The Wort and Oxygen


The Wort and Oxygen

The use of oxygen in brewing is a double-edged sword. The yeast need oxygen to grow and multiply enough to provide a good fermentation. When the yeast has first been pitched, whether to the starter or the beer, it first seeks to reproduce. The yeast makes use of the dissolved oxygen in the wort for this. Boiling the wort drives out the dissolved oxygen, which is why aeration of some sort is needed prior to fermentation. The yeast first use up all of the oxygen in the wort for reproduction, then get down to the business of turning sugar into alcohol and CO2 as well as processing the other flavor compounds.

On the other hand, if oxygen is introduced while the wort is still hot, the oxygen will oxidize the wort and the yeast cannot utilize it. This will later cause oxidation of the beer which gives a wet cardboard taste. The key is temperature. The generally accepted temperature cutoff for preventing hot wort oxidation is 80F. In addition, if oxygen is introduced after the fermentation has started, it will not be utilized by the yeast and will later cause the wet cardboard or sherry-like flavors.

This is why it is important to cool the wort rapidly to below 80F, to prevent oxidation, and then aerate it by shaking or whatever to provide the dissolved oxygen that the yeast need. Cooling rapidly between 90 and 130F is important because this region is ideal for bacterial growth to establish itself in the wort.

Most homebrewers use cold water baths around the pot or copper tubing Wort Chillers to accomplish this cooling in about 20 minutes or less. A rapid chill also causes the Cold Break material to settle out, which decreases the amount of protein Chill Haze in the finished beer.

Aeration of the wort can be accomplished several ways: shaking the container, pouring the wort into the fermenter so it splashes, or even hooking up an airstone to an aquarium air pump and letting that bubble for an hour. For the latter method, (which is popular) everything must be sanitized! Otherwise, Infection City. These instructions recommend shaking the starter and pouring/shaking the wort. More on this later.

Sanitization So far, sanitization of ingredients and equipment has been discussed but not much has been said about how to do this. The definition and objective of sanitization is to reduce bacteria and contaminants to insignificant or manageable levels. Sterilization is not really possible. The Starter solution, Wort and Priming solutions will all be boiled, so those are not a problem (usually).
One note – Do Not Boil the Yeast! You need them to be alive.

We recommend using a no-rinse sanitizer such as Star-San, One Step, Iodiphor, or something similar. Mix the sanitizer according to the manufacturer’s directions and apply to all equipment that will come in contact with your wort after the boil, and drain as much of the sanitizer solution from the equipment as possible. No rinsing required! Some sanitizers require letting the solution dry before using the equipment, but some can be used wet. Refer to the manufacturers instructions for contact times and drying requirements. One very useful tool for small parts to be sanitized is a spray bottle; you can purchase a spray bottle from your local garden shop or dollar store. Fill the spray bottle with freshly made sanitizing solution and you can spray down equipment as needed during your brew day. Most no-rinse sanitizers require only a few minutes of contact time, which can speed up your brew day!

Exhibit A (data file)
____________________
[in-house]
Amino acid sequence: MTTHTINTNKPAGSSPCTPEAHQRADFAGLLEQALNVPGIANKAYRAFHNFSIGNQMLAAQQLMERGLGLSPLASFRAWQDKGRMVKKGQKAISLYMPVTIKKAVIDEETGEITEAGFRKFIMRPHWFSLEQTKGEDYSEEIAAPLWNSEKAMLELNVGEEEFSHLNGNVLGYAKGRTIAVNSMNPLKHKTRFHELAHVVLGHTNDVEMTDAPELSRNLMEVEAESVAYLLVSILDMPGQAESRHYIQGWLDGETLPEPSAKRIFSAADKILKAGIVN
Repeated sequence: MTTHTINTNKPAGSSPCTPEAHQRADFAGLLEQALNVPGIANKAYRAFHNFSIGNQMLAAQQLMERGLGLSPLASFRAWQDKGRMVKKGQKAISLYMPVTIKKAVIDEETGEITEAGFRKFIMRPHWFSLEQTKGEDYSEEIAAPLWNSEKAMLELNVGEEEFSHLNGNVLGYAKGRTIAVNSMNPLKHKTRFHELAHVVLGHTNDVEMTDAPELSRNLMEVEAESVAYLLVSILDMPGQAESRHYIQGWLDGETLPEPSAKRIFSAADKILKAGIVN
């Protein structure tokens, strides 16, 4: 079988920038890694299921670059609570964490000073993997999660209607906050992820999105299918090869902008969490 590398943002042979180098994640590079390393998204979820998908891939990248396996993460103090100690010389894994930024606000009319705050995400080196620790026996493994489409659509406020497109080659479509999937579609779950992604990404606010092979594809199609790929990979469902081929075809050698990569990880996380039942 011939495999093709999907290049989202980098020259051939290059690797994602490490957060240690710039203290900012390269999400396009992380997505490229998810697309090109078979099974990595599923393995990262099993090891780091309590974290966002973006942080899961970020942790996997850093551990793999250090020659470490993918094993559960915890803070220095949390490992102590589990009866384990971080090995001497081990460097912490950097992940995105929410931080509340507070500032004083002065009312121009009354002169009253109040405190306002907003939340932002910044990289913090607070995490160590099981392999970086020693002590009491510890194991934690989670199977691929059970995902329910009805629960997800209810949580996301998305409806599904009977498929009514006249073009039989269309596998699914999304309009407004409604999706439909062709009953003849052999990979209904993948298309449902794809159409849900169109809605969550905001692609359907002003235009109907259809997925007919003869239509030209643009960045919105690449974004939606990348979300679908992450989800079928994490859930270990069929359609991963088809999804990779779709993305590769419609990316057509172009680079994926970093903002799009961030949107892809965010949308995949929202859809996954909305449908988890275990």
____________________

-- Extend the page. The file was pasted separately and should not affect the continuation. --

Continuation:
Clean all equipment as soon as possible. This means rinsing out the fermenter, tubing, etc. as soon as they are used. It is very easy to get distracted and come back to find the syrup or yeast has dried hard as a rock and the equipment is stained. Keep a large container with a solution of P.B.W. or another food grade cleaner handy and just toss things in, clean later.

Rinsing bottles after each use eliminates the need to scrub bottles. If your bottles are dirty, moldy or whatever, soaking and washing in a mild solution of chlorine bleach water for a day or two will soften most residue. Brushing with a bottle brush is a necessity to remove stuck residue. Dish washers are great for cleaning the outside of bottles and heat sterilizing, but will not clean the inside where the beer is going to go; that must be done beforehand. P.B.W. also works very well but must be rinsed carefully. Do not wash with soap. This leaves a residue which you will be able to taste. Never use any scented cleaning agents, these odors can be absorbed into the plastic buckets and manifest in the beer. Fresh-Lemon Scented Pinesol Beer is not very good. Also, dishwasher Rinse Agents will destroy the Head retention on your glassware. If you pour a beer with carbonation and no head, this is a common cause.

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